Article

Hyde Park

View of Horse Riders in Hyde Park

The History of the Park

 

Hyde Park is one of London's finest landscapes and covers over 350 acres. King Henry VIII acquired the park from the monks of Westminster Abbey in 1536; it remained a private hunting ground until James I came to the throne and permitted limited access. It was Charles I who, in 1637, opened the park to the general public, and over time it became a venue for national celebrations. In 1814 the Prince Regent organised fireworks to mark the end of the Napoleonic Wars, in 1851 (during Queen Victoria's reign) the Great Exhibition was held and in 1977 a Silver Jubilee Exhibition was held in honour of Queen Elizabeth II's 25 years on the throne. Today it is famous for its concerts such as the Proms in the Park and for hosting charity runs.

 

A Place of Witness

 

Speakers’ Corner is at the north east entrance to the park but this spot also had a notorious past. It was the site of the Tyburn gallows and hanging tree, a place of execution possibly as early as 1108 until 1759 when executions were moved to Newgate prison. And the two are possibly related:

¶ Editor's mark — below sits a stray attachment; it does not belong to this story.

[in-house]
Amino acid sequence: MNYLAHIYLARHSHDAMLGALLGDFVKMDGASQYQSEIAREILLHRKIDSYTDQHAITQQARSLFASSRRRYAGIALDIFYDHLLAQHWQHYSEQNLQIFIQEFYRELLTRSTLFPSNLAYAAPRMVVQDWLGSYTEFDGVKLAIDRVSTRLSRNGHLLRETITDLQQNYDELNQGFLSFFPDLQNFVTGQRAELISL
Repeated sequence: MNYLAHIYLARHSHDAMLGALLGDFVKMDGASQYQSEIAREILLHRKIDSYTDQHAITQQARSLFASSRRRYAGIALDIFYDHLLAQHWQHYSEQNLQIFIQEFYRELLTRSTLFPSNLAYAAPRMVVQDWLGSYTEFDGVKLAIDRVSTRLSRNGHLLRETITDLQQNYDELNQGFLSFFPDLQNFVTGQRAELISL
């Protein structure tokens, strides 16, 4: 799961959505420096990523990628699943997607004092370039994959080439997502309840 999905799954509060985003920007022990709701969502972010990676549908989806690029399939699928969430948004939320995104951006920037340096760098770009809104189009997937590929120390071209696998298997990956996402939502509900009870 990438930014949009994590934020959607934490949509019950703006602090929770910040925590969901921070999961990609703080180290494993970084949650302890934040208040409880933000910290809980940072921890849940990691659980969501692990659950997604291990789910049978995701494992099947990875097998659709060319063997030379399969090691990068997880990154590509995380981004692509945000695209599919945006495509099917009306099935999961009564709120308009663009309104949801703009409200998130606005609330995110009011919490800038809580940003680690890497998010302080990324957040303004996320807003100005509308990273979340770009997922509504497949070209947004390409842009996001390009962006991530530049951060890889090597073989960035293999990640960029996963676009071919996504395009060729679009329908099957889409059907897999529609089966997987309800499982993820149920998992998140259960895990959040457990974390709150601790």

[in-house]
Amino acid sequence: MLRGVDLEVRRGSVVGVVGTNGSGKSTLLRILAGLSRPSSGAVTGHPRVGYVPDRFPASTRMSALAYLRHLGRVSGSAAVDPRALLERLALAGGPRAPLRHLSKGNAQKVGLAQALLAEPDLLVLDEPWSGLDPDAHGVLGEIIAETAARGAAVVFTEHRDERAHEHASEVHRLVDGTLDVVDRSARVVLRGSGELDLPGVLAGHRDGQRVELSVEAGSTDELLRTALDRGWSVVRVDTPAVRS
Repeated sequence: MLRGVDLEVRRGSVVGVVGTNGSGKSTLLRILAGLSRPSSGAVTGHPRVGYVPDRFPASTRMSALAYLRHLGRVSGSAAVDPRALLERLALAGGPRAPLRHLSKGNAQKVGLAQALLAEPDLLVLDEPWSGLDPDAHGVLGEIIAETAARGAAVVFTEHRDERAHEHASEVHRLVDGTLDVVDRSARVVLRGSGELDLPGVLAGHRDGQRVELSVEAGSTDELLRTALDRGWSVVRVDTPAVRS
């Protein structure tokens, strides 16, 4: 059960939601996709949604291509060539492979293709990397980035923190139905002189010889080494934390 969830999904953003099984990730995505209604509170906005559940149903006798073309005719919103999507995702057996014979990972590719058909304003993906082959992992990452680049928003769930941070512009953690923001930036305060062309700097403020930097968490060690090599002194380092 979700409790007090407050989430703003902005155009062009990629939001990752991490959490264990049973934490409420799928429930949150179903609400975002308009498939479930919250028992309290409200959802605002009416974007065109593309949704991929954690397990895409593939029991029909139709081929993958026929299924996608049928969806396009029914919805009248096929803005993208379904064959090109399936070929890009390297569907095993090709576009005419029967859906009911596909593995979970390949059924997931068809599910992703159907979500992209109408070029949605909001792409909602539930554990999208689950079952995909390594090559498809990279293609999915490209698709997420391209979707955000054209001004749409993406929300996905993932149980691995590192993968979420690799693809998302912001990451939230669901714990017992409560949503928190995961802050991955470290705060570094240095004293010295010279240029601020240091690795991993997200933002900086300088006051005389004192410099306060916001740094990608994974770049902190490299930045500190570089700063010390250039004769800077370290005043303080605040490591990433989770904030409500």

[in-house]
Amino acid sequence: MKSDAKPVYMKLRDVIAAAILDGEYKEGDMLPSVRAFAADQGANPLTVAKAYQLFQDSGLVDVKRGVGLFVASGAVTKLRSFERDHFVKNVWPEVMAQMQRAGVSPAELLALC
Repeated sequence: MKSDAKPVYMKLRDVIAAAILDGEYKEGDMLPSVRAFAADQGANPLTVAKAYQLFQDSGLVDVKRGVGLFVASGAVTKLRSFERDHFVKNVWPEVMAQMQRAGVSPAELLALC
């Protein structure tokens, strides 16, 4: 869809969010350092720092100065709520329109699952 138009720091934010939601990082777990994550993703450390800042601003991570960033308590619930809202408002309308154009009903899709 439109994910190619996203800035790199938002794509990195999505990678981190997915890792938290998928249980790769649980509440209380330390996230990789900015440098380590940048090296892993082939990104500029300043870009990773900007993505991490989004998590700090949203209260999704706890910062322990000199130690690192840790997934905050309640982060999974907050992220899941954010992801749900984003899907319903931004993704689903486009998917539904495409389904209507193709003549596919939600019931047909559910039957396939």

“When finally at the gallows, felons might speak to the crowd and these speeches often would be directed right at the heart of the state. Catholics, for example, took advantage of the blurred division between treason and religion in their dying speech by embracing the authority of the monarchy but retaining open opposition to the Church of England. As such these martyrs opened up a public theological debate. Some of those who listened to these last speeches actually became convinced of their authenticity and converted to the Catholic cause.”1

The spot where the gallows stood is now marked by a stone plaque on a traffic island near Marble Arch, and the Tyburn Convent close by has relics (the earthly remains) of Reformation Martyrs from 1535-1681.

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